Grand National Steeplechase

The Grand National Steeplechase is the most prestigious handicap race in national hunt racing. The event is run as the feature race of the 3rd day of the annual Aintree Festival, and is one of the biggest betting events in the United Kingdom, with millions of people around the world placing bets on the race.

The Grand National is one of the longest races in national hunt racing, covering a distance of 4 miles 4 furlongs over the Grand National track at Aintree Racecourse. The race is notoriously tough and dangerous, with entries required to clear 30 spruce covered fences on the way to the finishing post.

The prize money offered for the Grand National is close to £1 million, making it the richest national hunt race in the United Kingdom. While the race has a rich heritage, and is one of the most coveted prizes in the sport, entries tend to be of relatively mediocre quality, and Grade 1 winners rarely participate in the race due to high probability of racehorse injury.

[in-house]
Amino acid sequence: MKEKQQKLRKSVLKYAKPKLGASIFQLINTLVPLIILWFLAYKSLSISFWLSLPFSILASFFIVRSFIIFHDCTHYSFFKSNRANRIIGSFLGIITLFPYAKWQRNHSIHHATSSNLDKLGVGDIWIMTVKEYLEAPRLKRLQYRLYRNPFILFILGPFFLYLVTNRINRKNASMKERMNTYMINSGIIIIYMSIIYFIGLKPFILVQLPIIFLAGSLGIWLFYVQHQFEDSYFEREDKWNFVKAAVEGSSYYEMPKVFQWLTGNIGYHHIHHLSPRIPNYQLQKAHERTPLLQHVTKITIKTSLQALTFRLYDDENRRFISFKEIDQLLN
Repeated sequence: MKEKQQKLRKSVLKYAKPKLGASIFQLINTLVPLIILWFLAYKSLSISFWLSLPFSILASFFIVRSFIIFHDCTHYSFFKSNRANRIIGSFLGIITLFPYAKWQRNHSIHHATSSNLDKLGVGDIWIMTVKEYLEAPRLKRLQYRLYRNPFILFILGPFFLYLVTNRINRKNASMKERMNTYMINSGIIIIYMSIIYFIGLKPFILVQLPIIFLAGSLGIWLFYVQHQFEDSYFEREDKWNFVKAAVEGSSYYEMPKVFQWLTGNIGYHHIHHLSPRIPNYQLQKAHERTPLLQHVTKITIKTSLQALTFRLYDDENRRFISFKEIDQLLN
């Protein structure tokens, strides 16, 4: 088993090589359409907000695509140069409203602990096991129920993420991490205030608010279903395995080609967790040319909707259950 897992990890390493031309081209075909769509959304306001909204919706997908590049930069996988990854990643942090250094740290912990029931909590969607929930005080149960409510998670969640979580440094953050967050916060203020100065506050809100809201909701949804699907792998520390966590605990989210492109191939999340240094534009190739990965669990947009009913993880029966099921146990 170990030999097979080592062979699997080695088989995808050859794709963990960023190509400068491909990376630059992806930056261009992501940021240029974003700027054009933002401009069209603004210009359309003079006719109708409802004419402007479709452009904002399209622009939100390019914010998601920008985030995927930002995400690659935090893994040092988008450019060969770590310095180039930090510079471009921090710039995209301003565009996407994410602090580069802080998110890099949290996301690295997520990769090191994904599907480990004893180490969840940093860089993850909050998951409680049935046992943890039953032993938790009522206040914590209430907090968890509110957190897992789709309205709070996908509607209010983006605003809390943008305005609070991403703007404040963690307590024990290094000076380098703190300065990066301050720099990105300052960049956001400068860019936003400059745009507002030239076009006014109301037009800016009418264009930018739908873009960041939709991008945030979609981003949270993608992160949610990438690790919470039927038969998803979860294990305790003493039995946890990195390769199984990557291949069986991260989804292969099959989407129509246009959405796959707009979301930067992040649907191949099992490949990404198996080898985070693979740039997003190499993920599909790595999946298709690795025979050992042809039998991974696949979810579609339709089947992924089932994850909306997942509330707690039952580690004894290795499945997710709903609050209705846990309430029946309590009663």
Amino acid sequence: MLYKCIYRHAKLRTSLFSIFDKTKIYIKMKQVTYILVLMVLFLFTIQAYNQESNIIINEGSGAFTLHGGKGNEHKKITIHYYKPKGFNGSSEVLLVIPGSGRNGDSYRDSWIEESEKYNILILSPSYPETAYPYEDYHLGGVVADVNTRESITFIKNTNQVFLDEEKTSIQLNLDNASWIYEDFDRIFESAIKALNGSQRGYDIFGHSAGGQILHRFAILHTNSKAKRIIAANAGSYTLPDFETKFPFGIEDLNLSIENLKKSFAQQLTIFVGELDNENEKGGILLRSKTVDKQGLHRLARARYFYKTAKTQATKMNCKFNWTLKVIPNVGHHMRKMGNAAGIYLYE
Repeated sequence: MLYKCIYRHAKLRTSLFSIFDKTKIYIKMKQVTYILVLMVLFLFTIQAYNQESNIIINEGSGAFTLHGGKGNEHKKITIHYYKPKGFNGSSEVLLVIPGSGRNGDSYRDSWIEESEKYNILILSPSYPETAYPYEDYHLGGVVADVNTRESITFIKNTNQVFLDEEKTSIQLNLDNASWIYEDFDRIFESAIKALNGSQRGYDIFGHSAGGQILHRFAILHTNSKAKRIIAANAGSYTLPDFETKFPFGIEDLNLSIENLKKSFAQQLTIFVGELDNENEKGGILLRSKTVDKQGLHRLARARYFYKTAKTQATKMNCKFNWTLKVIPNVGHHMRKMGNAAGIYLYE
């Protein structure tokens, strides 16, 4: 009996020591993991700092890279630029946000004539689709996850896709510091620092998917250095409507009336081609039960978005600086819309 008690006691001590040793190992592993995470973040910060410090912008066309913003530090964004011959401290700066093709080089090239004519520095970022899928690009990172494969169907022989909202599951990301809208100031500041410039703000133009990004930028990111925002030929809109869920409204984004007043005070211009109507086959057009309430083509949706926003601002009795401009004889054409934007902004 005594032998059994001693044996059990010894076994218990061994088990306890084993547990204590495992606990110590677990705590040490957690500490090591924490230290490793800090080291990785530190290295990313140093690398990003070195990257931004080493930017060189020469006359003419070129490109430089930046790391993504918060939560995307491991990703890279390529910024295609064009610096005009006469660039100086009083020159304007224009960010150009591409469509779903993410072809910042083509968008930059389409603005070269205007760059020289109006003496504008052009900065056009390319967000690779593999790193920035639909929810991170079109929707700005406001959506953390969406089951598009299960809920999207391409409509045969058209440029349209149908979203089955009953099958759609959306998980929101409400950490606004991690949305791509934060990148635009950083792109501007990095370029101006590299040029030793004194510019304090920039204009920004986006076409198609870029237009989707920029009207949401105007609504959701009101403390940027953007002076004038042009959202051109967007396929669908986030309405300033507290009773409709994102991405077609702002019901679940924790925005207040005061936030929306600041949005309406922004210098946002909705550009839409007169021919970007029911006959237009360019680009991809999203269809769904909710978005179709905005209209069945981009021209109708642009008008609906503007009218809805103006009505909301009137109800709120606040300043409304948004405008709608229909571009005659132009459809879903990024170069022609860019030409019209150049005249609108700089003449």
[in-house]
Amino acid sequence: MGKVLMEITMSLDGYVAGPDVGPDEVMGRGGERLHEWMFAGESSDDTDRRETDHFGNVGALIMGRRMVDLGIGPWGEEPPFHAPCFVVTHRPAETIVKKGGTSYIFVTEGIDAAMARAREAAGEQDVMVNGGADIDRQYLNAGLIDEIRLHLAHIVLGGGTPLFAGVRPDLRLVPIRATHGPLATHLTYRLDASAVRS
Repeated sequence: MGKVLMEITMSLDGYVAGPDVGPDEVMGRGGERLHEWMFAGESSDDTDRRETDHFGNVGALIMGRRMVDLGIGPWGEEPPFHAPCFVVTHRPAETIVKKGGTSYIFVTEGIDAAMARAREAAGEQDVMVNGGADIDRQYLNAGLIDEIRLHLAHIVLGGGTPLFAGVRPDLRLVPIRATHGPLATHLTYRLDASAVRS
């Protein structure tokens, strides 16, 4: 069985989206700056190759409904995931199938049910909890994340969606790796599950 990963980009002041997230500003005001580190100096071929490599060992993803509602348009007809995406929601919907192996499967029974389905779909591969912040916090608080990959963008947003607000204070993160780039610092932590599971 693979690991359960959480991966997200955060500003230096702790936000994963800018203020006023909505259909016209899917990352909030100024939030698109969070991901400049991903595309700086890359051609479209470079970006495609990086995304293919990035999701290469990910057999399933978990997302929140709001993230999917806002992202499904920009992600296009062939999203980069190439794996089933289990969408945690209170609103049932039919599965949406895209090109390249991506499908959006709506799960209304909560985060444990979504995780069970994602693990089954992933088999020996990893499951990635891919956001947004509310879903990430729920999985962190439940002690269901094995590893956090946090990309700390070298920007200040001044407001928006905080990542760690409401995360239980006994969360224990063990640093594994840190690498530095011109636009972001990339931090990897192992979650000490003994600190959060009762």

Grand National Betting & Trends

Weight: Weight has a significant impact on this arduous race. Only two winners in the last decade have carried 11 stone or more, while the majority of winners in the same period have been weighted between 10st 5 lbs and 10st 12 lbs.

Age: Experience counts in the Grand National, and most winners fall in the 9- to 12-year-old age range. Only 2 racehorses outside this age range have won the Grand National in the past 20 years.

Odds: The Grand National is something of a lottery with winners pricing anywhere from 7/1 to 100/1. It is notable that all four favourites that won the race in the past two decades started the race priced at 7/1. The majority of race winners are priced 20/1 or lower.

Jockey: Ruby Walsh has won the Grand National twice since 2000.

Trainer: Nigel Twiston Davies has fielded two Grand National winners since 1998.

Grand National Tip: With a large field, horses of variable quality and the impact of the notorious Aintree fences at play, predicting the winner of this race is like betting on the lottery. A spread of each-way bets on entries priced under 20/1 is one tactic that can pay dividends, but a lay bet on the favourite seems the best option in a race where so much can, and does, go wrong.

Grand National Winners

The Grand National has blooded a number of the greatest champions in the history of national hunt racing. Legendary winners include Golden Miller, the only horse to win both the Grand National and the Cheltenham Gold Cup, and three times winner, Red Rum, who won the race despite suffering from an incurable bone disease in his foot.